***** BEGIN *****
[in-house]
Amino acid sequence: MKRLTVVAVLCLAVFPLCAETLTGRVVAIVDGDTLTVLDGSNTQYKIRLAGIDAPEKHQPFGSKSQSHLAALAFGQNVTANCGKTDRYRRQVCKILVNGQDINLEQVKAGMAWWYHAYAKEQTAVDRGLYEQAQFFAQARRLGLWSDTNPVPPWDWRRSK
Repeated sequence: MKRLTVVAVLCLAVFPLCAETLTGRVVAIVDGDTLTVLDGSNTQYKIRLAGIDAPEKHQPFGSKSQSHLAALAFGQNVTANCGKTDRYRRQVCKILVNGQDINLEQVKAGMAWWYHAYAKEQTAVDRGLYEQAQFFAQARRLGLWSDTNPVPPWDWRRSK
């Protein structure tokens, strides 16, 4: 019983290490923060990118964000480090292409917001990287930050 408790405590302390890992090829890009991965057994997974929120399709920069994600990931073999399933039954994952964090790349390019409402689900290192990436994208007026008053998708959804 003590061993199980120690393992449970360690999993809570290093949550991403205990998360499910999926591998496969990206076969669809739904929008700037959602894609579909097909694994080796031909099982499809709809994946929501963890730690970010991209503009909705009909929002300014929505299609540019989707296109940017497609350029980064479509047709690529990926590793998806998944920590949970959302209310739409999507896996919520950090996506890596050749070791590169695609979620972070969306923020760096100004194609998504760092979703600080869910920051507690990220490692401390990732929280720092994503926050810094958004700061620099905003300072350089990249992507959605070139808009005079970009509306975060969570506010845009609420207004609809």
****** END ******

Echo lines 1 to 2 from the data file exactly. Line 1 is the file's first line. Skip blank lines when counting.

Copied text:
[in-house]
Amino acid sequence: MKRLTVVAVLCLAVFPLCAETLTGRVVAIVDGDTLTVLDGSNTQYKIRLAGIDAPEKHQPFGSKSQSHLAALAFGQNVTANCGKTDRYRRQVCKILVNGQDINLEQVKAGMAWWYHAYAKEQTAVDRGLYEQAQFFAQARRLGLWSDTNPVPPWDWRRSK